Peppermint: the herb of mythical Persephone

Μentha piperita or peppermint is one of the most fragrant Greek herbs. Actually, in this country alone, we count at least 26 different species of aromatic mint. Yet peppermint is a special herb because, apart from its fragrance, it has amazing healing qualities that make it beneficiary for our health.

Mentha piperita is a natural hybrid, created by the crossing of the common – and known to us all – mint (mentha aquatica) and spearmint. But the myth concerning its birth involves the goddess Persephone. According to the story, Persephone was enjoying a walk along the bank of river Acheron, when she caught her husband, Pluto, embracing a beautiful nymph, Minthe. Blinded by jealousy, she turned the nymph into a humble herb with purple blossoms, so that no one would notice it. However, Pluto took pity on Minthe and gave her a unique and unsurpassed fragrance, thus granting her immortality.

Whichever version we like best and accept about the origin of this herb, the fact is that the humble-looking peppermint is, without a doubt and since antiquity, a favorite herb in pharmaceutics, perfumery, cooking and wine-making.

In botanology, mentha piperita is described as a herbaceous aromatic plant of the family of Lamiaceae. Its Latin name, used officially in pharmaceutics, is Mentha piperita; yet it is commonly known as mint or peppermint. Peppermint leaves contain high amounts of mono-, sesqui- and diterpenes, as well as a plethora of other aromatic compounds, such as eucalyptol and menthol – it owes its unique fragrance to these two. Moreover, the plant contains small quantities of calcium, potassium, manganese and iron; while it is rich in vitamins A, B2 and C, as well as antacid flavonoids and tanines.

There are endless records about the use of peppermint’s essential oil, extract and beverage in therapeutics, and many other fields. For instance:

Peppermint beverage is vasoconstricting and cardiotonic; moreover, it has anxiolytic effects and is used to decrease mental fatigue and stress by empowering both memory and learning ability.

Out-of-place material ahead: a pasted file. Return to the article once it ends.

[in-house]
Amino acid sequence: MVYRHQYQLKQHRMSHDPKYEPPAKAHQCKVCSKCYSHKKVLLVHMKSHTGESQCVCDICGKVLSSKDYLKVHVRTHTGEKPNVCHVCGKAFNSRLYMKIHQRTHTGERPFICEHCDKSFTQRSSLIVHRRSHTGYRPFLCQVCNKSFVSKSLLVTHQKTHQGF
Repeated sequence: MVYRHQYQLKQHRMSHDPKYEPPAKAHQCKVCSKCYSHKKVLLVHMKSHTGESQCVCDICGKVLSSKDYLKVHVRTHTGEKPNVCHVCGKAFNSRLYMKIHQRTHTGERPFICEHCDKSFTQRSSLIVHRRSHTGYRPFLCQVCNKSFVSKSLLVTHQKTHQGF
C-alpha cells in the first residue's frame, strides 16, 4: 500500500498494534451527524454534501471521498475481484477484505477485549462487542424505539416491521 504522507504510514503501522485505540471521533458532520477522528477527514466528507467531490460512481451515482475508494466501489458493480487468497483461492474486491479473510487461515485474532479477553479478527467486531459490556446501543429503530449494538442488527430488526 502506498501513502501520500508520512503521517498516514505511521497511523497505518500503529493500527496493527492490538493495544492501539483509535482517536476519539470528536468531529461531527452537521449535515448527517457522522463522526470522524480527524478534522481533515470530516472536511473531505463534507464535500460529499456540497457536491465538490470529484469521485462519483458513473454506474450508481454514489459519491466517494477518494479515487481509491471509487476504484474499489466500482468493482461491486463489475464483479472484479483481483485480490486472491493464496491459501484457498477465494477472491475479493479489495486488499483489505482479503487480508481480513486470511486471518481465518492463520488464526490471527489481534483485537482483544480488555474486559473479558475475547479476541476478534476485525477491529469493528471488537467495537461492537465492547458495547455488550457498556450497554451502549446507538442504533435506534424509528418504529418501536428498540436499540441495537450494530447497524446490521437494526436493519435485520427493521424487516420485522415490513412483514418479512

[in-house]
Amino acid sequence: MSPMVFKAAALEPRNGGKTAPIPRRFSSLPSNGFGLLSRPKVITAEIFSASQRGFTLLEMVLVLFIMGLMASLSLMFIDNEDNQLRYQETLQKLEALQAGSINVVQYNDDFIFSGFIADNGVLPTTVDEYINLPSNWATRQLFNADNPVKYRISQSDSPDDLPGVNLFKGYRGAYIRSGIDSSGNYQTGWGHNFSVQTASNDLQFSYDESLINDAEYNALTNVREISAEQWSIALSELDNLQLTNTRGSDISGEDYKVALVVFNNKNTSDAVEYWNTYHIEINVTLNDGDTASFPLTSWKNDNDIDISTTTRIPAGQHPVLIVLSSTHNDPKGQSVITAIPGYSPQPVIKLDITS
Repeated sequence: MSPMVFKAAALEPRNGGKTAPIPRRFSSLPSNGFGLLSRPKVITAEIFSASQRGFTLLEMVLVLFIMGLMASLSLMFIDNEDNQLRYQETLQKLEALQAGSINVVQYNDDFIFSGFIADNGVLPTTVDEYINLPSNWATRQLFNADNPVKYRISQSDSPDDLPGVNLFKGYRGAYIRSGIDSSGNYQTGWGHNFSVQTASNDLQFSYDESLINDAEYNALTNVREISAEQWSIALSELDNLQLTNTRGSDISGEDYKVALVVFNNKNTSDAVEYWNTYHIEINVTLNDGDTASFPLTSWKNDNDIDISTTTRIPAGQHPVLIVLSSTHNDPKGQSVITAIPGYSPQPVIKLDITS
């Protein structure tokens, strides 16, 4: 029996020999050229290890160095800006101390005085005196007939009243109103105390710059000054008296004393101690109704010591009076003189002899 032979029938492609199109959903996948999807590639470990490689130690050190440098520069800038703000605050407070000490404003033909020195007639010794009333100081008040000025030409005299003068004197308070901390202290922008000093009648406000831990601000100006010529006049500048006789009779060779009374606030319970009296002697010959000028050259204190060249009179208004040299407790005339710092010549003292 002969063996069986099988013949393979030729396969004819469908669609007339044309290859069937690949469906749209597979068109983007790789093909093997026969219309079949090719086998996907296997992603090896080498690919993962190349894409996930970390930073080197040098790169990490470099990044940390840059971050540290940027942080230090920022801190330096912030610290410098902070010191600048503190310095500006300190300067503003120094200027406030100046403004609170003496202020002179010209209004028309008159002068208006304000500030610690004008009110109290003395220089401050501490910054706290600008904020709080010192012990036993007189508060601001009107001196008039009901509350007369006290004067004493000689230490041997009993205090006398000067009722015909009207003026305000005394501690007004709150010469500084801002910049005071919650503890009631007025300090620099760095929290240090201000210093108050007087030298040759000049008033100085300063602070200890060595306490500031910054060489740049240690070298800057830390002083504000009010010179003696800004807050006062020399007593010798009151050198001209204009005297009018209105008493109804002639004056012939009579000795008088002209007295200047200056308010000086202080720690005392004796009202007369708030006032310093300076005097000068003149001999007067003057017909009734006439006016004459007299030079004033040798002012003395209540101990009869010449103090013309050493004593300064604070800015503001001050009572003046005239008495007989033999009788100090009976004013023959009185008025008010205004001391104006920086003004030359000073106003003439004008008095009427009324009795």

Peppermint leaves essential oil is widely used in aromatherapy and various forms of alternative medicine. Inhaling the oil or applying it locally (diluted in an oily medium) proves beneficiary in cases of bronchitis, dyspnea, asthma and general breathing problems; also in treating common cold and influenza.

Peppermint leaves beverage is recommended to treat dyspepsia, as it decreases muscular spasms, enables the peptic process and stimulates the liver to produce bile. Moreover, it seems to help against the occurrence of stomach ulcers; it has anti-convulsant effects and helps against irritable bowel syndrome by relaxing the muscles.

Peppermint leaves alcoholic extract can be used as light anesthetic when applied locally. Peppermint contains a large variety of polyphenoles, which affect the nerve endings, simultaneously creating a cold sensation.

Thanks to its analgesic, antimicrobial and antiseptic qualities, peppermint is used in dental concoctions. Due to methanol, peppermint’s essential oil, the herb is widely used in the preparation of lozenges and solutions for fresh breath.

Peppermint extract possesses antacid and anti-aging capacities, due to the polyphenolic compounds and vitamins A and C it contains. It has the ability to detox and hydrate the skin and is, therefore, used in cosmetic creams to prevent premature skin aging. In addition to the above mentioned qualities, when applied to the scalp, peppermint extract has sebum-regulating and anti-fungal effects; and so is very helpful in treating greasiness and dandruff.

 

Christina Bakopoulou

Pharmacist

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